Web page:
Today’s Wonder of the Day was inspired by Tristan. Tristan Wonders, “Why are the galapagos islands?” Thanks for WONDERing with us, Tristan!
Ahoy! Climb aboard the S.S. Wonderopolis as we set sail for the Galápagos Islands. We’re excited for today’s trip to a special place full of wildlife!
Exactly where are we headed, though? The Galápagos Islands sit near the equator in the Pacific Ocean. They are a province of Ecuador and lay about 600 miles west of the nation’s coast. The islands are a national park and a biological marine reserve.
The Galápagos Islands are an archipelago. That's a group or cluster of islands. The group is made up of 15 main islands, 3 small islands, and over 100 rocks and tiny islands. Altogether, there are 3,000 square miles of land. The islands are spread over 17,000 square miles of ocean!
Compared to much of Earth, the Galápagos Islands are fairly young. In fact, active volcanoes are still adding to the youngest islands in the group.
About 25,000 people live in the Galápagos Islands. They’re not the only residents, though. The islands are known for the wildlife that calls them home.
The Galápagos Islands are home to a large number of unique species. That’s largely thanks to the small numbers of natural predators and humans who live there. What animals can you find on these islands? Marine iguanas, land iguanas, lava lizards, geckos, and snakes, just to name a few!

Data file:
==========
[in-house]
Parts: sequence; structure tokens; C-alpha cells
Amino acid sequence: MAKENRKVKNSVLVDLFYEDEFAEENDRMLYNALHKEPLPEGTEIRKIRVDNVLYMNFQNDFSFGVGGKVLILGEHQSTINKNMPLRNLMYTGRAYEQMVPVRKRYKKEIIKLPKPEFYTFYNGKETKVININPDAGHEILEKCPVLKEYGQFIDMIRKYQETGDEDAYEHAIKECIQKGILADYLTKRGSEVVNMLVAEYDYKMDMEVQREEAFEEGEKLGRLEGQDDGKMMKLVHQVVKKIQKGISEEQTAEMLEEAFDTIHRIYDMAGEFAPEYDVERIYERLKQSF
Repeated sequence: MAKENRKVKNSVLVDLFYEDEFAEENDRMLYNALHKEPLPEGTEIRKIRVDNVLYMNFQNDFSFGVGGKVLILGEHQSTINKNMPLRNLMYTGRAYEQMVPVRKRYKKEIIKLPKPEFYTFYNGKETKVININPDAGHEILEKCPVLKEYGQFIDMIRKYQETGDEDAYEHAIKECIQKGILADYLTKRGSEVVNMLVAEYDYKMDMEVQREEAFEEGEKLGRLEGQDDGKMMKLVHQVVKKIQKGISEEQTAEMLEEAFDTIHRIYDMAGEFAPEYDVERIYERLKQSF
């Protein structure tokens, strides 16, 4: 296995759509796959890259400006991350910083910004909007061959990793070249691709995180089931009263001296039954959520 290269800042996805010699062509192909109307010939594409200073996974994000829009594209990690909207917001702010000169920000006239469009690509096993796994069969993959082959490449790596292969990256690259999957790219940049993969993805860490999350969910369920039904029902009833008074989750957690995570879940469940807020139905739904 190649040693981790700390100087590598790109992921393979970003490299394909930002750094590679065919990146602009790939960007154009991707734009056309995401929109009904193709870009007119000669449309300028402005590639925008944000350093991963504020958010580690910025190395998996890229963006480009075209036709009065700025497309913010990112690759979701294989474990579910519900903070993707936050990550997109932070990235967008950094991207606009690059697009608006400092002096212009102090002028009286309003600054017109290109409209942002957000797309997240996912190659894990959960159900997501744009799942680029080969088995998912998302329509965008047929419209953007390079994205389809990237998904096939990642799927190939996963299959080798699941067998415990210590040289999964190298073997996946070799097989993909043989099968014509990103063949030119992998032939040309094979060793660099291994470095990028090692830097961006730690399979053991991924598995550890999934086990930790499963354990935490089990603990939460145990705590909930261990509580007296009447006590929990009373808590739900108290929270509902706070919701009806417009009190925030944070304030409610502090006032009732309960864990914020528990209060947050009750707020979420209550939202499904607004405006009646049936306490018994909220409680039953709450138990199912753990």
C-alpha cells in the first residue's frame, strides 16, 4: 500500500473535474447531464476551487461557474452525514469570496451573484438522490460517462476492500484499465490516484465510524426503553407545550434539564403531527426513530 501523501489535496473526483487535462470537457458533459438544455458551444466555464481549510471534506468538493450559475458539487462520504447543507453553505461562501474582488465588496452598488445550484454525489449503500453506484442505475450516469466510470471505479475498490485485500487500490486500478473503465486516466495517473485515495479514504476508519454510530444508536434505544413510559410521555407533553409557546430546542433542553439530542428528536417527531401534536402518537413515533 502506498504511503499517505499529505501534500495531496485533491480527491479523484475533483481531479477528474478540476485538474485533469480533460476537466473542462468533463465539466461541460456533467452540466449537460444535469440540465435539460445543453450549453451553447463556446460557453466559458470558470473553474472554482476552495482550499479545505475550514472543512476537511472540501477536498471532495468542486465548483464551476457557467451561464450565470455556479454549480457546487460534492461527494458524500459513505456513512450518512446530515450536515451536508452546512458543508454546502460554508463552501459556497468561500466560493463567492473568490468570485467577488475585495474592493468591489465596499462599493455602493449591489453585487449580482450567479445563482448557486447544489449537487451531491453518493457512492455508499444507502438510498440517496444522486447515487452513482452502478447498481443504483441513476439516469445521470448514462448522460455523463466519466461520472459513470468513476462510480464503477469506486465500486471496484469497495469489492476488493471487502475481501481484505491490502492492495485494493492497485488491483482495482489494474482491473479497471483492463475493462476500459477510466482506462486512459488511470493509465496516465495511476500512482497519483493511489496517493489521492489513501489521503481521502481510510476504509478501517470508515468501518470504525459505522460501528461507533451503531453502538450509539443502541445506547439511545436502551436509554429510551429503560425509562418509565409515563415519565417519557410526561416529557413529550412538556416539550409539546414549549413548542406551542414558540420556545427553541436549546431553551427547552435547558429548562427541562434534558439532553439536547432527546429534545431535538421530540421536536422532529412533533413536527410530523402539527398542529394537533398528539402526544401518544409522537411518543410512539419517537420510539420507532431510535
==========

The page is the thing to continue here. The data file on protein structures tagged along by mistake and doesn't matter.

Many types of birds live on the islands, too. One example is Darwin’s finches, named after Charles Darwin. He was a famous scientist who studied the wildlife of the islands. Other birds found only on the islands include special types of hawks, doves, flycatchers, rails, and mockingbirds.
Many interesting sea birds also live on the Galápagos Islands. This includes the flightless cormorant, the waved albatross, and the blue-footed booby. The islands are also home to the only penguin species that lives in tropical waters.
Sea lions, fur seals, dolphins, and whales also live in the islands. However, perhaps the most famous resident is the giant tortoise. The islands were actually named after this animal. Galápago means tortoise in Spanish.
Giant Galápagos tortoises are the largest tortoises in the world. The largest one ever measured was over five feet long. It weighed over 500 pounds! These giants can live to be over 100 years old.
Unfortunately, they’re also endangered. Scientists have been working hard to protect the giant tortoises. While many subspecies have made a comeback, these animals are still at-risk. Today, it’s unclear how many are still alive in the wild.
Do you know anyone who lives in the Galápagos Islands? Have you ever been there? If not, the islands are beautiful places to visit. Lucky tourists might even catch a glimpse of the giant tortoise!
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